(f) The two victims lodged a police report at the Bukit Panjang NPC at 7.16pm on the same day. They sustained bruises on their face and hands. However, no medical attention was sought.

3 Accordingly, the Juvenile was found guilty of both charges on 15 December 2003. In mitigation, the Juvenile stated that he was sorry and that he would not commit the offence again. His mother stated that she would take care of the Juvenile and hopes that he would change his behaviour. She claimed that he was of good behaviour and followed her instructions. As the parents run a foodstall, the Juvenile and his brother, D, helped out at the stall during the December school holidays. The Juvenile’s father said that he would take care of his son and assured the Court that his son would not repeat his mistake again. The matter was adjourned to 13 January 2004 for the Probation Report on the Juvenile to be prepared.

Probation Report

4 Ms Rodziah Ahmad, the Probation Officer from Probation Services Branch, Ministry of Community Development and Sports (MCDS), assessed that the Juvenile was not suitable for Probation, having considered the Juvenile's following risk factors as well as needs:

(a) The ineffective supervision rendered by the Juvenile’s parents due to their inconsistent parenting styles and work commitments;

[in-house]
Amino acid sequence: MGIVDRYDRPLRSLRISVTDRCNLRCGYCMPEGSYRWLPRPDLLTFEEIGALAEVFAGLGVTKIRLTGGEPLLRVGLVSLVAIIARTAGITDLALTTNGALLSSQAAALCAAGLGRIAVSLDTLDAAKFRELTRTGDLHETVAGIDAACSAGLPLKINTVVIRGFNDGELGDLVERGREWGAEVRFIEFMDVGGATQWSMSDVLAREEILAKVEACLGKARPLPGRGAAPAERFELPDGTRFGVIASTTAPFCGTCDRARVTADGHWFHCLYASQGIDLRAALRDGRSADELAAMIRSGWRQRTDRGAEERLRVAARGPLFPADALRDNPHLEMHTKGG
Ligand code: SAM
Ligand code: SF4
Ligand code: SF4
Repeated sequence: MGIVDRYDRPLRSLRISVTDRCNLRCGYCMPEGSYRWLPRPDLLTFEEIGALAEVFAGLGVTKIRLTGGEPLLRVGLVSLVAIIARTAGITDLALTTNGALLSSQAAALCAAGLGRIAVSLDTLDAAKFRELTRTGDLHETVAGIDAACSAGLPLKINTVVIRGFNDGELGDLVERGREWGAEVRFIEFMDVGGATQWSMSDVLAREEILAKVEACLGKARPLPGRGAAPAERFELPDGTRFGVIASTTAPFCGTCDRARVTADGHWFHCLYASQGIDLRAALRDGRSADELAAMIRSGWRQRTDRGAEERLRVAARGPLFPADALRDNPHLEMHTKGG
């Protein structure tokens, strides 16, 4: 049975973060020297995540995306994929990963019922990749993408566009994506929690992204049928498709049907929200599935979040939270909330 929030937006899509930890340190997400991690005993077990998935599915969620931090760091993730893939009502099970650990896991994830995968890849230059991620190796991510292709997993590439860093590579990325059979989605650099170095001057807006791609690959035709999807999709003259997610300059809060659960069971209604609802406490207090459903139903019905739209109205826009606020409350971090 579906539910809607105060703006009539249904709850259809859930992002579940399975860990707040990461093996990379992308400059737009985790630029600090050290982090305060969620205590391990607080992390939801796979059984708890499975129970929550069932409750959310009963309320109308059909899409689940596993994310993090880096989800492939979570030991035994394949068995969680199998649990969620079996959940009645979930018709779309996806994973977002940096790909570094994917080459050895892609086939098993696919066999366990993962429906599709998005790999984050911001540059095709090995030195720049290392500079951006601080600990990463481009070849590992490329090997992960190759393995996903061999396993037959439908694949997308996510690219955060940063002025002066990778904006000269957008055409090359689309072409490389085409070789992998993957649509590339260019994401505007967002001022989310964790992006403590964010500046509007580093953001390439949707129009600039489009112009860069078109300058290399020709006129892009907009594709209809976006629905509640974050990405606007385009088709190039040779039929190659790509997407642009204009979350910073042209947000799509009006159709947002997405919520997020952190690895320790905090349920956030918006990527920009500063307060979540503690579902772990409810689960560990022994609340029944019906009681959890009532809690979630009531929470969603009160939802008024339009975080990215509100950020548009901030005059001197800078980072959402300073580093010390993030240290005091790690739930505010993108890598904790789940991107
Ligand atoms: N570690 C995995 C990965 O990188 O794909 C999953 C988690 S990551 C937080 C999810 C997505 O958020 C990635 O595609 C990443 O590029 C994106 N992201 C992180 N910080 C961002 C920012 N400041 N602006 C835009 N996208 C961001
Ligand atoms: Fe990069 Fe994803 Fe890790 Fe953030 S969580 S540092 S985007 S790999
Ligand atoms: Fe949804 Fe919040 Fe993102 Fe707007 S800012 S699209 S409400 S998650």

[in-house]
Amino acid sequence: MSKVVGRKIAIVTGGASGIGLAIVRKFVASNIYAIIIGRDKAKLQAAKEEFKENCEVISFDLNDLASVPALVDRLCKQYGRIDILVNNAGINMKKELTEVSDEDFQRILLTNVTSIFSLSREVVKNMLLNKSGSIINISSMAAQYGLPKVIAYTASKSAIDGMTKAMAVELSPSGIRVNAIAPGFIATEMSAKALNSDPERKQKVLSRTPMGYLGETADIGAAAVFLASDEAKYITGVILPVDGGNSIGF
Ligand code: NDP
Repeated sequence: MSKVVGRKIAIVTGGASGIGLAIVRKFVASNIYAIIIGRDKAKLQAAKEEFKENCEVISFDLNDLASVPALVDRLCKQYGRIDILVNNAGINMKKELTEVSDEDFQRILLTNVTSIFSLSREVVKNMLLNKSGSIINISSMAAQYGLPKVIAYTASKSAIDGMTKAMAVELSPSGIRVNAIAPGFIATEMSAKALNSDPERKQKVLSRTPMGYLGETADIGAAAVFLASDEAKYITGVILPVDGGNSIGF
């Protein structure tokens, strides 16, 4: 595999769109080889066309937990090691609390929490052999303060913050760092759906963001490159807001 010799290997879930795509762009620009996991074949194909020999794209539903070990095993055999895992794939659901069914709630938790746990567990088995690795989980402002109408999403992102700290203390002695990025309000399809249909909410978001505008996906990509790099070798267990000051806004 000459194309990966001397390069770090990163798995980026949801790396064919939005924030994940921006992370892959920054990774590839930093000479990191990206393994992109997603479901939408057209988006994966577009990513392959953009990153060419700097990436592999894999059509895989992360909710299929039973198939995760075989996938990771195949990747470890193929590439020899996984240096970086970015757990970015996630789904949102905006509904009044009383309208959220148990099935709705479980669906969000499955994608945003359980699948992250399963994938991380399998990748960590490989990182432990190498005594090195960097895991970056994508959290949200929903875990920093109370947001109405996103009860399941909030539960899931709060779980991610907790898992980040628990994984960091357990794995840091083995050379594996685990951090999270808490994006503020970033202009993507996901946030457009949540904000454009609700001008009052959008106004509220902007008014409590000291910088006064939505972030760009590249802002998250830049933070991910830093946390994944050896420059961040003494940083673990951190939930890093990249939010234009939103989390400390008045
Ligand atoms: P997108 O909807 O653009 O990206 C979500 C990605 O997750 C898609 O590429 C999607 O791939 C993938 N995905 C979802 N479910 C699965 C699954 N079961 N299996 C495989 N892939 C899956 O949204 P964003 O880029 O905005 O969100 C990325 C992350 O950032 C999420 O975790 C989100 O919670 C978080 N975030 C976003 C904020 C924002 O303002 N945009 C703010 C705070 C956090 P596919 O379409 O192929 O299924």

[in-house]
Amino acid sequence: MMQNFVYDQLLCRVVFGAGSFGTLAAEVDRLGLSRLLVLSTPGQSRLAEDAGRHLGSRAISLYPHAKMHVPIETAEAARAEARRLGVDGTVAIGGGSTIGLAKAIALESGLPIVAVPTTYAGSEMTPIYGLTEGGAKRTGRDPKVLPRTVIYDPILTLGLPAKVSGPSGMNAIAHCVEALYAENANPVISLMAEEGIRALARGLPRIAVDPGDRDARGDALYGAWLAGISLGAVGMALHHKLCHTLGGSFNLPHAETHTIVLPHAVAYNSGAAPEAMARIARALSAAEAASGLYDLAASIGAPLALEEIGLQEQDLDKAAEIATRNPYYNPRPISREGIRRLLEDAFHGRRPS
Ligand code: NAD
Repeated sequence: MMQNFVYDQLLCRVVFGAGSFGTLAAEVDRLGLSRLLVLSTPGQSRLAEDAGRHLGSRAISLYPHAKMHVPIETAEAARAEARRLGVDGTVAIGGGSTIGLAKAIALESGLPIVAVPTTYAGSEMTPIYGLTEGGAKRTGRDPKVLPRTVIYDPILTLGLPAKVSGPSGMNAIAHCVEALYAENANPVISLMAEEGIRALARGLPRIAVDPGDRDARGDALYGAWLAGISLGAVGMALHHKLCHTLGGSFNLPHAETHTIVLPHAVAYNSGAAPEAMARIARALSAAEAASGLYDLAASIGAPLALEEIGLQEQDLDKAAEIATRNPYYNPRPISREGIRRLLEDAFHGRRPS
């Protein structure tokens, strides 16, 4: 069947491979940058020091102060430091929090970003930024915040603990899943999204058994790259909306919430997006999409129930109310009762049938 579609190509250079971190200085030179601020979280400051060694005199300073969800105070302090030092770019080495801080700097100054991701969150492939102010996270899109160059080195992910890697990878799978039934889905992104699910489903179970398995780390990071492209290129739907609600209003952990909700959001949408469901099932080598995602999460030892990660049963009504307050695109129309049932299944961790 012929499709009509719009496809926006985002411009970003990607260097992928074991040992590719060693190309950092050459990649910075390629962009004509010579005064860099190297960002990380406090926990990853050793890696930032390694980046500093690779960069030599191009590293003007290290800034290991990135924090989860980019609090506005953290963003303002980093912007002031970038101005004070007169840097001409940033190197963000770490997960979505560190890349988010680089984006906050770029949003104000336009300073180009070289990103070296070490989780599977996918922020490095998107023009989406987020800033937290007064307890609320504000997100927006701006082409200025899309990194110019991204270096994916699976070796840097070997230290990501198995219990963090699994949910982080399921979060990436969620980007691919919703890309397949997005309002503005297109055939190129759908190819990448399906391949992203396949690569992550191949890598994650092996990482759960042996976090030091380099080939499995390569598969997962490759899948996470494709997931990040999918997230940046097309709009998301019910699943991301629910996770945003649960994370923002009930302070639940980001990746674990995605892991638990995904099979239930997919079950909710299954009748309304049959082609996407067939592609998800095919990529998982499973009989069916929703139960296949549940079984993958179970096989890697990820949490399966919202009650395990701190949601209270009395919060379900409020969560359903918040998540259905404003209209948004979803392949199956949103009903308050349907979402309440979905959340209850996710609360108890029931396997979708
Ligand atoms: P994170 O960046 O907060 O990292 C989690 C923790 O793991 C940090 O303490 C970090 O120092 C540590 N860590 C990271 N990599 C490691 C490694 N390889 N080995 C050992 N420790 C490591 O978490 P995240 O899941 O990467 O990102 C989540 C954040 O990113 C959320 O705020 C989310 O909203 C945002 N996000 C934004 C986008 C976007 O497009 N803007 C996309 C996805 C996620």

(b) The Juvenile's conduct in school;

(c) The Juvenile’s association with negative peers;

(d) The Juvenile’s conduct pending the dispositional order.

The Court’s Decision

5 Section 28 of the Children and Young Persons Act Cap 38 (CYPA) enjoins every court dealing with persons under the age of 16 to “have regard to the welfare of the child or young person” and to take proper steps to remove such persons from his undesirable surroundings as well as secure proper provision for his education and training.

6 Unlike the adult courts, the Juvenile Court, in deciding the appropriate “sentence” to be made, does more than impose the dispositional order to commensurate with the gravity of the offence. It must be emphasised that the basic premise upon which the Juvenile Court decides, is how the young offender can be reformed and be re-intergrated back into society. For a juvenile’s rehabilitation to be effective, the Juvenile Court has to be acutely aware of the individual strengths and limitations of the young offender.

7 In recognising that there needs to be a balance between public protection and personal accountability on the one hand, and the legislative concern for the welfare of the young offender, a multi-prong approach has to be taken in dealing with the complexities of juvenile crime. More importantly, effective family support and control are also necessary to help keep our juveniles out of crime and equip them to lead a law-abiding life.

8 It must also be noted that in considering the suitability of any juvenile for probation, the Court has to weigh the risk of further offending against the undoubted benefit of community-based rehabilitation.

9 Bearing in mind the objectives of restorative and rehabilitative justice in dealing with juvenile crime, the Panel of Advisers and this Court explored the suitability of committing the Juvenile to the care of his parents, with outside...